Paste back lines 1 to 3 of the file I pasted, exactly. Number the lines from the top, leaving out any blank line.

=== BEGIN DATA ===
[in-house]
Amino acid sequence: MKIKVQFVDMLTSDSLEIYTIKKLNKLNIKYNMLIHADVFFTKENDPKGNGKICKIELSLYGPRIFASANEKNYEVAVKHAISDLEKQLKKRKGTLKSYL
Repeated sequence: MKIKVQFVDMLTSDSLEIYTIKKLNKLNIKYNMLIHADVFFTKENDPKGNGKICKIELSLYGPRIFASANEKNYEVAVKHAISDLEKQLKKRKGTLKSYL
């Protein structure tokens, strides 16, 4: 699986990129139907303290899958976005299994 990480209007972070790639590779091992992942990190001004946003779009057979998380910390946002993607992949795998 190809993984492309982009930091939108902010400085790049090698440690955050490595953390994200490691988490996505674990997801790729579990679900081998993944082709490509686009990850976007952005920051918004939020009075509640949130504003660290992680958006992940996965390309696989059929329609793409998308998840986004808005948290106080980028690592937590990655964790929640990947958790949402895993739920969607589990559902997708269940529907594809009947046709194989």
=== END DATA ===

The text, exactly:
[in-house]
Amino acid sequence: MKIKVQFVDMLTSDSLEIYTIKKLNKLNIKYNMLIHADVFFTKENDPKGNGKICKIELSLYGPRIFASANEKNYEVAVKHAISDLEKQLKKRKGTLKSYL
Repeated sequence: MKIKVQFVDMLTSDSLEIYTIKKLNKLNIKYNMLIHADVFFTKENDPKGNGKICKIELSLYGPRIFASANEKNYEVAVKHAISDLEKQLKKRKGTLKSYL